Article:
To examine the 3D structure of microglia and vessels during immunostaining for CLDN5 and AQP4, serial images were acquired with 3D reconstruction using serial block-face scanning electron microscopy (SBEM)68. Briefly, the tissues were fixed in 4% paraformaldehyde solution in PBS and post-fixed overnight in the same solution. Brains were cut with a vibratome into 200-μm-thick sections, and freeze-thawed after infiltration of PBS containing 30% sucrose69. After blocking for 1 h in 5% BSA in PBS, slices were incubated overnight at 4 °C with primary antibodies against CLDN5 (35-2500, Thermo Fisher Scientific; 1:100) or AQP4 (AB3594, Merck KGaA; 1:500). The slices for CLDN5 immunostaining were heated at 95 °C for 1 min. After PBS wash, slices were incubated in HRP-conjugated secondary antibodies at 4 °C for 3 h in PBS. Immunoreactions were visualized using 0.5 mg/ml diaminobenzidine substrate (Sigma-Aldrich) with 10 mM H2O2 and enhanced with ice cold 0.04% OsO4 in PBS. After additional fixation with 2.5% glutaraldehyde in 0.1 M PB (pH 7.4) at 4 °C for 2 h and washing with ice cold PBS, the slices were further incubated with 2% OsO4 in 1.5% potassium ferrocyanide in PBS for 1 h on ice. After washing with double distilled water (dDW), the tissues were then incubated in filtered 1% thiocarbohydrazide solution for 20 min at RT. After washing again with dDW, the tissues were incubated in a newly prepared 2% OsO4 for 30 min at RT. The tissues were placed in 2% uranyl acetate at 4 °C overnight and incubated in lead aspartate solution at 65 °C for 30 min after washing with dDW. The tissues were dehydrated in a graded series of ethanol (60%, 80%, 90%, and 99.5% for 5 min each), followed by infiltration with acetone that was dehydrated with a molecular sieve in a 1:1 mixture of resin and acetone and 100% resin. The resin was prepared with a Durcupan kit according to the manufacturer’s instructions (Sigma-Aldrich) and 7% Ketjen black was added to increase Durcupan conductivity70. Trimmed sample surfaces were gold sputtered to increase conductivity and imaged on field emission-SEM (Merlin or Sigma, Carl Zeiss AG.) equipped with 3View (Gatan, Inc., Pleasanton, CA). The resulting serial images were handled by ImageJ with Fiji plugins (http://fiji.sc/). Segmentation and image analyses were performed with Microscopy Image Browser (http://mib.helsinki.fi.) and Amira (FEI Visualization Science Group, Hillsboro, OR, USA) software.
Microglial soma were identified using established criteria, which include relatively small and elongated nuclei, with clumped chromatin beneath the nuclear envelope and irregular contours of cytoplasm and processes with lysosomes and long endoplasmic reticulum71. The processes of these microglia were then tracked in these 3D images to identify process terminations associated with specific elements of the neurovascular unit.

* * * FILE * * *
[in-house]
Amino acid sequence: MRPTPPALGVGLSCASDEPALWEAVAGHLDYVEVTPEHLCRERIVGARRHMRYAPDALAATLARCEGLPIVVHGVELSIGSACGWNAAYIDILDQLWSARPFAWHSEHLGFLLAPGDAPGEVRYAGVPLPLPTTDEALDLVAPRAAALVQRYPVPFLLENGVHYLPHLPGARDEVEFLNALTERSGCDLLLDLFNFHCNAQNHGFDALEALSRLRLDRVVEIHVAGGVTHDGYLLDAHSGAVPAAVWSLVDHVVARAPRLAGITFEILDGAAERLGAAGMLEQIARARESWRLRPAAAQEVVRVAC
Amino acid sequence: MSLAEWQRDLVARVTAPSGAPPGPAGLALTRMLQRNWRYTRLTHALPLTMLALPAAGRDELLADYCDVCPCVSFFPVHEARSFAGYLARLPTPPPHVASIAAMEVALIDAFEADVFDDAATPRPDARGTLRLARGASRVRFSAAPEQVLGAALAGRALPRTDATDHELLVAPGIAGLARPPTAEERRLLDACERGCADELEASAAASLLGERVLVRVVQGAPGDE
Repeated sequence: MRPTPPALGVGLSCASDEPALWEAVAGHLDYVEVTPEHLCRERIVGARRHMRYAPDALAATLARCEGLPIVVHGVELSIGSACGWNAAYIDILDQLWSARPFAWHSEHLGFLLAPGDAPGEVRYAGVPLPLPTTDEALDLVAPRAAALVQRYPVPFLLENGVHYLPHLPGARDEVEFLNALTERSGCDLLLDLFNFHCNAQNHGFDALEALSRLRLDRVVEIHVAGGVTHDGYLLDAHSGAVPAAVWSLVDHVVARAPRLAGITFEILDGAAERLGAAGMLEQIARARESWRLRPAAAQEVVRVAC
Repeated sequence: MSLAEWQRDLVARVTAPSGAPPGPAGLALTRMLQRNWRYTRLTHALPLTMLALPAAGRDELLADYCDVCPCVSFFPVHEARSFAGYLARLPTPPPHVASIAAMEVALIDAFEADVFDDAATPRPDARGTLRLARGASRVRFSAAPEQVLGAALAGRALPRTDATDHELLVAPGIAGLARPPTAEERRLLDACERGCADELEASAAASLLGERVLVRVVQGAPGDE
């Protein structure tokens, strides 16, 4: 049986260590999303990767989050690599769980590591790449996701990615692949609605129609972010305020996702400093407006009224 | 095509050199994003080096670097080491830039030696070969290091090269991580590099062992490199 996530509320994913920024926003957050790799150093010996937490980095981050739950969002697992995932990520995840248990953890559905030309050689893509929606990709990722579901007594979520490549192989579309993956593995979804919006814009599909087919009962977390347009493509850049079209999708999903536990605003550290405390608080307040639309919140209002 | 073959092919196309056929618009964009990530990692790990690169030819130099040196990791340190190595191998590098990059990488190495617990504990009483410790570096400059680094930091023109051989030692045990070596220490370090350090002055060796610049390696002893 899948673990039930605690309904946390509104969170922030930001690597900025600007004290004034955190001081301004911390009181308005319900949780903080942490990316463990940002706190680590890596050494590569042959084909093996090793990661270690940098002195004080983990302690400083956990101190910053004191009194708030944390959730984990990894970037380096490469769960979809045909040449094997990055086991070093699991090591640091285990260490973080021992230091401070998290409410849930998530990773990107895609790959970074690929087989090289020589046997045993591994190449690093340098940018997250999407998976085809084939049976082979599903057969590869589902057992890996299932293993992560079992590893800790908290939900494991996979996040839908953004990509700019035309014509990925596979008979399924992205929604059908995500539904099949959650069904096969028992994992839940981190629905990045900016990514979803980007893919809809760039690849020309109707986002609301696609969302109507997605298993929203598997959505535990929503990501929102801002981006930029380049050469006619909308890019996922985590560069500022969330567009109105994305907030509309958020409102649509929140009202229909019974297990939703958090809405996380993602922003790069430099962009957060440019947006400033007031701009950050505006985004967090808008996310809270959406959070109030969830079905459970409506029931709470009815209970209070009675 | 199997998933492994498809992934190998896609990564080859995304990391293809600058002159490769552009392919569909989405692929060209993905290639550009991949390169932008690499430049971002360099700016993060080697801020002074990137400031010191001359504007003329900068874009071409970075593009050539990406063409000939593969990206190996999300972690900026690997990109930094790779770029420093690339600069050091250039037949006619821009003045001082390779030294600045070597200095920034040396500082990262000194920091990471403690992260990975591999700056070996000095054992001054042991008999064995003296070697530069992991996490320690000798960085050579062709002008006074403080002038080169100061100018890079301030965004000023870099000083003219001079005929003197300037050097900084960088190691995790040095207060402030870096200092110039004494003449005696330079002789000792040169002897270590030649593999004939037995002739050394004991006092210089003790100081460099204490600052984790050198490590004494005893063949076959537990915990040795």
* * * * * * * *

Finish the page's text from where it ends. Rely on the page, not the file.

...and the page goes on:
Endothelial cell culture
Primary endothelial cell cultures were prepared by the puromycin treatment method72,73. The cerebral cortices of mice were minced with collagenase-based digestion medium and cultured with Dulbecco’s modified Eagle’s medium (DMEM) containing 10% fetal bovine serum (FBS) and 30 μg/ml of Endothelial Cell Growth Supplement (E2759; Sigma-Aldrich) in a 24-well plate coated with collagen IV for 5 days. Endothelial cells were selected through puromycin treatment (P8833; Sigma-Aldrich, 8 μg/ml, 3 days). Endothelial cells were washed twice with media before stimulation, and then stimulated (immersed) in a solution containing LPS (100 ng/ml) or IFNα (1000 IU/ml) for 24 h. Culture supernatants were collected after stimulation. The collected supernatant was stored at −80 °C. Cytokine production was measured by Proteome Profiler, Mouse XL Cytokine Array Kit (ARY028; R&D systems).
Isolation of primary adult microglial cultures was adapted from Singh et al.35. Briefly, the whole-brain tissues of adult mice (C57BL/6, 9 weeks old) were dispersed with papain-based digestion medium and the microglia-rich fraction was isolated using Percoll (17-0891-02, GE Healthcare, Uppsala, Sweden) density gradient centrifugation. The microglial pellet was washed and cells were seeded on to 24- or 96-well plates in DMEM containing 10% FBS and incubated at 37 °C for 10 min, and then the plate was washed with culture medium to remove non-adherent cells. The purity of CD11b+’ve microglia was confirmed by flow cytometry. The adherent microglia were maintained in DMEM containing 10% FBS for 0–6 h, or stimulated for 1 h with 100 ng/ml CCL5 (594202, BioLegend, San Diego, CA, USA) before being collected for real-time PCR analysis. Primary neonatal microglia were prepared from a primary mix-culture36. The cerebral cortices of neonatal mice (C57BL/6, 0 days old) were minced and treated with trypsin-based digestion medium, and then dispersed cells were cultured in DMEM containing 10% FBS in culture flask (75 cm2; 658170, Greiner Bio-One, Kremsmünster, Austria) in a 5% CO2 humidified incubator at 37 °C for 10–12 days. Microglia were detached by gently shaking the flask and these floating cells were collected and plated on 24- or 96-well plates in DMEM containing 10% FBS. Non-adherent cells were removed after 20–30 min leaving adherent microglial cells that were incubated for 1 h with 100 ng/ml CCL5 before being collected for real-time PCR analysis.